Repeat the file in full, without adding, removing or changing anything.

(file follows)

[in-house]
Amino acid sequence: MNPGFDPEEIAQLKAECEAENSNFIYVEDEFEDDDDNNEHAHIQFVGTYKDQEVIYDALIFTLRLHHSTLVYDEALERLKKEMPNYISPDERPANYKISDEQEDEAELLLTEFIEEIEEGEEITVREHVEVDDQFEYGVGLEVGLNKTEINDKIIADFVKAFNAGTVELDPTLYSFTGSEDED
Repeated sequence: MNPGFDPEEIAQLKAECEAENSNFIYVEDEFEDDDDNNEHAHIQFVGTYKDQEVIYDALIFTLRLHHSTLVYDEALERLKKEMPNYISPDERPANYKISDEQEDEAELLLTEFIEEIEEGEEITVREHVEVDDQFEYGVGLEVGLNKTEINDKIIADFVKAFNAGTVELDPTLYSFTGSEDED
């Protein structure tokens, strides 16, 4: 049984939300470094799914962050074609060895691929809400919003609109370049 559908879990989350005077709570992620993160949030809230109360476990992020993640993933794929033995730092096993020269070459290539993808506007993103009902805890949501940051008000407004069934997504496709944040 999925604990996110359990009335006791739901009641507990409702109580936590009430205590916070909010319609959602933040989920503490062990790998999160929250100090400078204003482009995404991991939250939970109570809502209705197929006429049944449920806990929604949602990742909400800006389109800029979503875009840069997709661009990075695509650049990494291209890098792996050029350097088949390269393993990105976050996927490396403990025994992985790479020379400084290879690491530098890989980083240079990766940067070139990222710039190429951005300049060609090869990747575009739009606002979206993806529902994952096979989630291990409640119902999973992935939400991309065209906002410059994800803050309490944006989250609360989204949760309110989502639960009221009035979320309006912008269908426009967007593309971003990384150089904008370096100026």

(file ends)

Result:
[in-house]
Amino acid sequence: MNPGFDPEEIAQLKAECEAENSNFIYVEDEFEDDDDNNEHAHIQFVGTYKDQEVIYDALIFTLRLHHSTLVYDEALERLKKEMPNYISPDERPANYKISDEQEDEAELLLTEFIEEIEEGEEITVREHVEVDDQFEYGVGLEVGLNKTEINDKIIADFVKAFNAGTVELDPTLYSFTGSEDED
Repeated sequence: MNPGFDPEEIAQLKAECEAENSNFIYVEDEFEDDDDNNEHAHIQFVGTYKDQEVIYDALIFTLRLHHSTLVYDEALERLKKEMPNYISPDERPANYKISDEQEDEAELLLTEFIEEIEEGEEITVREHVEVDDQFEYGVGLEVGLNKTEINDKIIADFVKAFNAGTVELDPTLYSFTGSEDED
């Protein structure tokens, strides 16, 4: 049984939300470094799914962050074609060895691929809400919003609109370049 559908879990989350005077709570992620993160949030809230109360476990992020993640993933794929033995730092096993020269070459290539993808506007993103009902805890949501940051008000407004069934997504496709944040 999925604990996110359990009335006791739901009641507990409702109580936590009430205590916070909010319609959602933040989920503490062990790998999160929250100090400078204003482009995404991991939250939970109570809502209705197929006429049944449920806990929604949602990742909400800006389109800029979503875009840069997709661009990075695509650049990494291209890098792996050029350097088949390269393993990105976050996927490396403990025994992985790479020379400084290879690491530098890989980083240079990766940067070139990222710039190429951005300049060609090869990747575009739009606002979206993806529902994952096979989630291990409640119902999973992935939400991309065209906002410059994800803050309490944006989250609360989204949760309110989502639960009221009035979320309006912008269908426009967007593309971003990384150089904008370096100026």